Most methods for classifier design assume that the training samples
are drawn independently and identically from an unknown data
generating distribution (i.i.d.), although this assumption is violated in several real life problems. Relaxing this i.i.d. assumption, we
develop training algorithms for the more realistic situation where
batches or sub-groups of training samples may have internal
correlations, although the samples from different batches may be
considered to be uncorrelated; we also consider the extension to
cases with hierarchical--<i>i.e.</i> higher order--correlation structure
between batches of training samples. After describing efficient
algorithms that scale well to large datasets, we provide some
theoretical analysis to establish their validity. Experimental
results from real-life Computer Aided Detection (CAD) problems
indicate that relaxing the i.i.d. assumption leads to statistically
significant improvements in the accuracy of the learned classifier.
Colon cancer is a widespread disease and, according to the American Cancer Society, it is estimated that in 2006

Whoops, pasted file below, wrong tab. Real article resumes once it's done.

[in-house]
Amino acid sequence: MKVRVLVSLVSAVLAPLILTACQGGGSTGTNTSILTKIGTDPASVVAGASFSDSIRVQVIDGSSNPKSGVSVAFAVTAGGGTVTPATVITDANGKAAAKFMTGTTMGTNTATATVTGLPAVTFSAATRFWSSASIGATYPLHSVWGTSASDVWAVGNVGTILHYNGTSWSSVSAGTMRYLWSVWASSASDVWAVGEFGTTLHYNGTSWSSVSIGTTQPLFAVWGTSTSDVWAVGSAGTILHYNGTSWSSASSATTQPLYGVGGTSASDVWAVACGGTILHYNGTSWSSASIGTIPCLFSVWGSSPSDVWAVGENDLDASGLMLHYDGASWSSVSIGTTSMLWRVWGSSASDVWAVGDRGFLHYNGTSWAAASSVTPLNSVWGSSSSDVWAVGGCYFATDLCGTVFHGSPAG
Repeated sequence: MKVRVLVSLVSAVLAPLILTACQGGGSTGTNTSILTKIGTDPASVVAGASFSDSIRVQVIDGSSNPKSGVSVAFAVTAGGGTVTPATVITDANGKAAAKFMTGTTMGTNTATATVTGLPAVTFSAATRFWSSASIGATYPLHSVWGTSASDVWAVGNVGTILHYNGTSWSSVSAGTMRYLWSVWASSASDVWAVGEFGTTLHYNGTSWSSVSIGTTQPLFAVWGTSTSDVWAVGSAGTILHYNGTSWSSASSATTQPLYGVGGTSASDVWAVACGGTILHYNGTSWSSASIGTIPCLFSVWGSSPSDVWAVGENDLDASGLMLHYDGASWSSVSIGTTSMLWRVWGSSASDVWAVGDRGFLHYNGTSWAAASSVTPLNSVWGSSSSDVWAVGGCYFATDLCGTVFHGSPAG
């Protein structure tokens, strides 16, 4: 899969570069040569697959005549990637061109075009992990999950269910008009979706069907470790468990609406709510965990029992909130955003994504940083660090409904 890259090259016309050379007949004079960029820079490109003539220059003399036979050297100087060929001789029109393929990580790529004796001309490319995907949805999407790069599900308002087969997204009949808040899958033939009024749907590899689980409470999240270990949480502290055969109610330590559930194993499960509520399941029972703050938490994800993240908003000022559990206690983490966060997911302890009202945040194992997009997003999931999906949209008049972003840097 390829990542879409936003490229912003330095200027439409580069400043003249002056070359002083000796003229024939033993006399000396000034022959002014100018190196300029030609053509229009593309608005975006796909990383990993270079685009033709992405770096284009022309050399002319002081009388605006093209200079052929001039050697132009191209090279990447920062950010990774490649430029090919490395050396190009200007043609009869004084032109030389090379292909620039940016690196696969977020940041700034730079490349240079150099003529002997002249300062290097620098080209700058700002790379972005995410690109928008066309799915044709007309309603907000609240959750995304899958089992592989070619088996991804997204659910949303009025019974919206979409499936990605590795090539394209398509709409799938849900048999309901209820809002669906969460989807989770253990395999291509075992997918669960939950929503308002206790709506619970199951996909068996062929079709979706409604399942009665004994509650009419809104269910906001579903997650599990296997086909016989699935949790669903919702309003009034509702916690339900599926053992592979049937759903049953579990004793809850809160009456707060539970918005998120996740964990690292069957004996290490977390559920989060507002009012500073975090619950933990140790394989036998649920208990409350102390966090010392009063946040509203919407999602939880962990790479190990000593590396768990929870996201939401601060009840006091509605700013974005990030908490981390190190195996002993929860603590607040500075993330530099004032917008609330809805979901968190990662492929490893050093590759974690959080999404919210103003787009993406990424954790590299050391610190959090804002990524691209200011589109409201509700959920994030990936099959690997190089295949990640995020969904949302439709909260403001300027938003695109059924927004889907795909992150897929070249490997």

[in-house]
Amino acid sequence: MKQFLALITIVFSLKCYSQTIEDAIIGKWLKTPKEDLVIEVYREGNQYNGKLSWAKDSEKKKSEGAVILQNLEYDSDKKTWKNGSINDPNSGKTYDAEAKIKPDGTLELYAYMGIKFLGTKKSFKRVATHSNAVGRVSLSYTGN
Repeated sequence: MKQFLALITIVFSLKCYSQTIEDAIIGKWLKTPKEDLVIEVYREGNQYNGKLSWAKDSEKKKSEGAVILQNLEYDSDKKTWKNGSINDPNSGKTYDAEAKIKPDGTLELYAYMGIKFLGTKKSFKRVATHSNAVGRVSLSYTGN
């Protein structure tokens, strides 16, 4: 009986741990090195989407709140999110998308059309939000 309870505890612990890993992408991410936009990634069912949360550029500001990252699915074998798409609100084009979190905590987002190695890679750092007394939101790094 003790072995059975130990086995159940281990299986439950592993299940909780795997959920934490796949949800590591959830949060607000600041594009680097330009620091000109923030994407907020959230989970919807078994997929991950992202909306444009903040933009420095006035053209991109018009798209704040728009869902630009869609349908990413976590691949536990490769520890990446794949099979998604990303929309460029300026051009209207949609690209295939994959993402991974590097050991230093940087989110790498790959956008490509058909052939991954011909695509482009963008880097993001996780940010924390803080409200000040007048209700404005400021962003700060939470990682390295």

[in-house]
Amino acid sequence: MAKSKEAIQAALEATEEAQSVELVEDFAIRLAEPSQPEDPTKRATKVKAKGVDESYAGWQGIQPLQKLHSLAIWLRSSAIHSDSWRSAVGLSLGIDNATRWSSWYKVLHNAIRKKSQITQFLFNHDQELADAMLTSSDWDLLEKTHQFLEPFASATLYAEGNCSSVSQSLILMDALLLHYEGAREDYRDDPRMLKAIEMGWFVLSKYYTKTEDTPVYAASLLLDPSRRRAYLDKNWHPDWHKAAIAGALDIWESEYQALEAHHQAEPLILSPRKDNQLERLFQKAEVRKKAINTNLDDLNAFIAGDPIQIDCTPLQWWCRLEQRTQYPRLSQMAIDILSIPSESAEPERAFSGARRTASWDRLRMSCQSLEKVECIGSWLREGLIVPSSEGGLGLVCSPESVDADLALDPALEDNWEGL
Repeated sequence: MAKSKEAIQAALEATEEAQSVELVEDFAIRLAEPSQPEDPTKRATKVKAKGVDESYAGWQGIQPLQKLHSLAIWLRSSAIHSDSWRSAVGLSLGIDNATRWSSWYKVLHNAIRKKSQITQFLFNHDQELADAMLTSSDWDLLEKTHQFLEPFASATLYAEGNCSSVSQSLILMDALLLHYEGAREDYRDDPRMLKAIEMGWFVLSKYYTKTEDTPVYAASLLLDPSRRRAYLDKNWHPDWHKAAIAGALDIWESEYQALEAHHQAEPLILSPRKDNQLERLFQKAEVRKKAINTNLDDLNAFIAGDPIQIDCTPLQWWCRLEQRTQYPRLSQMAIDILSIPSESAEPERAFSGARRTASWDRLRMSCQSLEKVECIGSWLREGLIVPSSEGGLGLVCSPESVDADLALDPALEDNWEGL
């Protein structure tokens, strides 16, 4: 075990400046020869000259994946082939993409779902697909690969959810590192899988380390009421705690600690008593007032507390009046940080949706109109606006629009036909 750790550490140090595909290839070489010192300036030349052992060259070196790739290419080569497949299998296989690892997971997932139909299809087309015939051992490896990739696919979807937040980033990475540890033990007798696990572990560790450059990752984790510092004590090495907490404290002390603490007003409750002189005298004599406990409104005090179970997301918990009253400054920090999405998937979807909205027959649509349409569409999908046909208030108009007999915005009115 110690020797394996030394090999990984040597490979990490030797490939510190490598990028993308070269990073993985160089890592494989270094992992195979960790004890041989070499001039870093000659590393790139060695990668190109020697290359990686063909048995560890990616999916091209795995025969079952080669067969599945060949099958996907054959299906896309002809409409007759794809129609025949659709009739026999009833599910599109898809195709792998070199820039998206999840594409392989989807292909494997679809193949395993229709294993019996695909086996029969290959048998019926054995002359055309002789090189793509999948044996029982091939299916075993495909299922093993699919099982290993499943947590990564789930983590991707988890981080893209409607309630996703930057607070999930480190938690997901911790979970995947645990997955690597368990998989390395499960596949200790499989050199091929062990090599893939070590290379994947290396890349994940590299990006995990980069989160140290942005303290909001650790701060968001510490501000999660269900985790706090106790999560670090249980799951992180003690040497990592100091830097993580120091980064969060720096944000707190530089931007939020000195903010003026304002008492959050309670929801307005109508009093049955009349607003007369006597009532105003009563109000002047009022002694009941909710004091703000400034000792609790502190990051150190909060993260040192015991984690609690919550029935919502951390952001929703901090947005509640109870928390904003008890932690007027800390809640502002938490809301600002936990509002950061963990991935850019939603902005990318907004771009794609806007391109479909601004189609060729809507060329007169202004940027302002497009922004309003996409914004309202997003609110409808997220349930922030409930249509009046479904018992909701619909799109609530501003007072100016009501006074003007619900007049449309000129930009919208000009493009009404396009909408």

more than 55,000 people will die of colon cancer in the US. However, early detection of colorectal polyps helps
to drastically reduces mortality. Computer-Aided Detection (CAD) of colorectal polyps is a tool that could help
physicians finding such lesions in CT scans of the colon.
In this paper, we present the first phase, candidate generation (CG), of our technique for the detection of
colonic polyp candidate locations in CT colonoscopy. Since polyps typically appear as protrusions on the surface
of the colon, our cutting-plane algorithm identifies all those areas that can be "cut-off" using a plane. The key
observation is that for any protruding lesion there is at least one plane that cuts a fragment off. Furthermore,
the intersection between the plane and the polyp will typically be small and circular. On the other hand, a
plane cannot cut a small circular cross-section from a wall or a fold, due to their concave or elongated paraboloid
morphology, because these structures yield cross-sections that are much larger or non-circular.
The algorithm has been incorporated as part of a prototype CAD system. An analysis on a test set of
more than 400 patients yielded a high per-patient sensitivity of 95% and 90% in clean and tagged preparation
respectively for polyps ranging from 6mm to 20mm in size.